When one of BC’s most respected shellfish farming collectives exists only a fifteen minute ferry ride away, it’s no surprise that here in CR we get a lot of opportunities to eat pristine, local seafood. Sometimes it’s at a well-connected cafe-bistro or a shellfish festival or maybe you just know a guy who knows a guy… And that guy is Dave Ritchie.
Dave is a shellfish farmer on Quadra who, along with a handful of dedicated aquaculture enthusiasts like the Out-Landish Shellfish Guild and the fine folks at Sawmill Bay produce some of the most pristine seafood on Vancouver Island. Oysters from this region (and don’t forget Denman Island!) are sought out, by name in oyster bars across North America and beyond.
I met Dave at work *laughs* in the middle of the dinner rush actually! He had reached out to us with an offer to sell us some of those aforementioned oysters, but had also brought along samples of his absurdly-beautiful Pacific scallops. As I surveyed his mountain of mollusks my friend and co-worker Patti lifted out a single monster shell nearly 14cm (that’s five and a half inches) across and heavy as an ipad!
Luckily I had some prior experience popping fresh scallops and with a couple ‘o quick tips from Dave we had sixty done in little over half an hour:
Popping Scallops In Four Easy Steps
- Step 1 – Lay the rounded half of the scallop shell in your palm so the flat end faces up. Grab a thin, non-serrated knife to do the deed; Dave suggested a butter knife, but if you really want to impress your family, or a crowd of industry friends go for a wickedly sharp fillet knife. It’s so badass.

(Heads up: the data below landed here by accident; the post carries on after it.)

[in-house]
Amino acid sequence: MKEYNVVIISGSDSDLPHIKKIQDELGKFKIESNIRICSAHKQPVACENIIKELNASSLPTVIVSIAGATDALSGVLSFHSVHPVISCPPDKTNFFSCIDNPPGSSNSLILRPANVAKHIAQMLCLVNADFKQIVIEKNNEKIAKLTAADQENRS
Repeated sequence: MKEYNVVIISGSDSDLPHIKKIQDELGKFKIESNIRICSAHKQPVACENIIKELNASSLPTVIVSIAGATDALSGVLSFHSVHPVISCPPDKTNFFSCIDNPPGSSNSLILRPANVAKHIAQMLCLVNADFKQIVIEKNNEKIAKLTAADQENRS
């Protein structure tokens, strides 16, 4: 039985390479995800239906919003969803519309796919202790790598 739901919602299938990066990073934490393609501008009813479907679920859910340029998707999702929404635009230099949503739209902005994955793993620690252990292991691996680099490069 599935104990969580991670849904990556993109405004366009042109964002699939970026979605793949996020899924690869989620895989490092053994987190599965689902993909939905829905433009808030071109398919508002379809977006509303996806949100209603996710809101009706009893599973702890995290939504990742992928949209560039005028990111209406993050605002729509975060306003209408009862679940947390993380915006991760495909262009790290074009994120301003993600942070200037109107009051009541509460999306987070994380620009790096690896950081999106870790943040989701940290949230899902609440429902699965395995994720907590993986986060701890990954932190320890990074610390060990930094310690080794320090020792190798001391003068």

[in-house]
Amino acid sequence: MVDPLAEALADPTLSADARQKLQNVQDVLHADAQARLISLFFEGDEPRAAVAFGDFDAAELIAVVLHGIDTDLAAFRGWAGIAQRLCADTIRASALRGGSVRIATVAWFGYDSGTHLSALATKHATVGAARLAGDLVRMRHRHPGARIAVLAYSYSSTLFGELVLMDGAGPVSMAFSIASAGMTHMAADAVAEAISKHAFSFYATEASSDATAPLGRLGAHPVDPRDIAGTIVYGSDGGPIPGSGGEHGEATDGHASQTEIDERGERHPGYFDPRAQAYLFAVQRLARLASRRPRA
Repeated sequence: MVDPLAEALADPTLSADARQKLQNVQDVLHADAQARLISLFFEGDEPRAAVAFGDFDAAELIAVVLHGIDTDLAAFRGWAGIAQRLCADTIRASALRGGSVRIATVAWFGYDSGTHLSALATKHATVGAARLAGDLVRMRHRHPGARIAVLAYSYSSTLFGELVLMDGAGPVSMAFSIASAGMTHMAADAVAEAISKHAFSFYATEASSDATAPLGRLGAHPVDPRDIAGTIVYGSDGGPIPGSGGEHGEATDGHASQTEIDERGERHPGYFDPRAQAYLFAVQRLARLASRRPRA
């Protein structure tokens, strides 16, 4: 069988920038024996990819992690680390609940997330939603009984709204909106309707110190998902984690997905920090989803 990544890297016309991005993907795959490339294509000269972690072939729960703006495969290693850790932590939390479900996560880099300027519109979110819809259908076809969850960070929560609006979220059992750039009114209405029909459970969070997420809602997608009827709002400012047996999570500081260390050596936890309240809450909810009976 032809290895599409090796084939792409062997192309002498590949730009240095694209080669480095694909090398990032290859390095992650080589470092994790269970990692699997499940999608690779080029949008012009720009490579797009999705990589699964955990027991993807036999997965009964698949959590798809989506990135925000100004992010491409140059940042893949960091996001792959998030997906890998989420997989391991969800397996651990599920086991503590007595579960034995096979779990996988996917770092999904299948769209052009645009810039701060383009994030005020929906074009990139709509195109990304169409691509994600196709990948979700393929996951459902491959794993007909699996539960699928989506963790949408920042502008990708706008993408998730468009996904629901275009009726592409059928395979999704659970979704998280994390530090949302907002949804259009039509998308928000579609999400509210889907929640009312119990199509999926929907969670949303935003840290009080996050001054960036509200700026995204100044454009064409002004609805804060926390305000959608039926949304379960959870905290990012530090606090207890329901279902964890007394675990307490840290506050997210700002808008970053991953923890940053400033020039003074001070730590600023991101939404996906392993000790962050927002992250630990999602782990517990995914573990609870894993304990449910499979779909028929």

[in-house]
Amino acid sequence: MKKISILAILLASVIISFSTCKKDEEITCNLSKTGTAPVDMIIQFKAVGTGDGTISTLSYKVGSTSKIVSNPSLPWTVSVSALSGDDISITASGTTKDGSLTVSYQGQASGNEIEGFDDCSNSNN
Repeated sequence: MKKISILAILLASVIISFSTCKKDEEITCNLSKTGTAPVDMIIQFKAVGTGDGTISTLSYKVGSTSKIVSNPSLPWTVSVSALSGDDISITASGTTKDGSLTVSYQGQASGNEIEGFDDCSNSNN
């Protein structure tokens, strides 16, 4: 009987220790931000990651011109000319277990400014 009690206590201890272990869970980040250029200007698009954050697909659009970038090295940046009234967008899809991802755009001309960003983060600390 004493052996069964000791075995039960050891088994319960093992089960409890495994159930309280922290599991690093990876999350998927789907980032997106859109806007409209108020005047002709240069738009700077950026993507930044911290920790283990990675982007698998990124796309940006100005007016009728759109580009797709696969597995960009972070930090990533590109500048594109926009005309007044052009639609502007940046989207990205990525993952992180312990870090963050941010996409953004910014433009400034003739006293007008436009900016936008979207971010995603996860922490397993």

- Step 2 – Insert the knife into the small opening next to the scallop’s hinge only about an inch and run it along the edge of the shell. This trick usually severs just enough of the outer bits of the scallop to make it open up a bit, allowing you to take your time cutting out the actual meat. Once it’s open a crack (or if it stubbornly refuses to do so) it’s time to get real: Lay the edge of your knife flush as you can against the flat interior of the shell and slide it all the way through. This cuts the meat of the beast and the shell will pop all the way open.
- Step 3 – Pull off the empty half of the shell and place your knife flat as can be against the remaining rounded half of the shell. Repeat the same motion as in Step 2, but take care to keep pressing the blade into the rounded shell. The closer to the shell you are the less meat is wasted. The whole scallop, gut’s ‘n all will slide free of the shell.
- Step 4 – Pull the dark coloured organs away from the white flesh of the scallop and carefully remove the roe sack if it’s got one. Some people save the roe sack and consider it a delicacy, some discard it… Your call. Wash the scallop flesh in cold water and pick off any clotted bits of grossness still hanging around.
Pacific scallops are big, really freakin big! Once the guts and roe were removed they still rocked a tall, solid profile around 2-3 ounces apiece. Of course these babies were wild so like a big basket of scrumpy peppers at the farmer’s market they each had a slightly different size and colour. When the processing was finished both Patti and I had a densely-packed bucket of bivalves to bring home to our respective families.
Next week I’ll fire up my favourite scallop recipe, but in the mean time you gotta get out there and get a piece of the action! Now, when the winter waters are most frigid is when shellfish are at their best. Hit up your local seafood purveyor, or your favourite cafe-bistro or your guy who knows a guy ‘cause this window of opportunity is only open for a short period of time… And who knows what the future of aquaculture will be…
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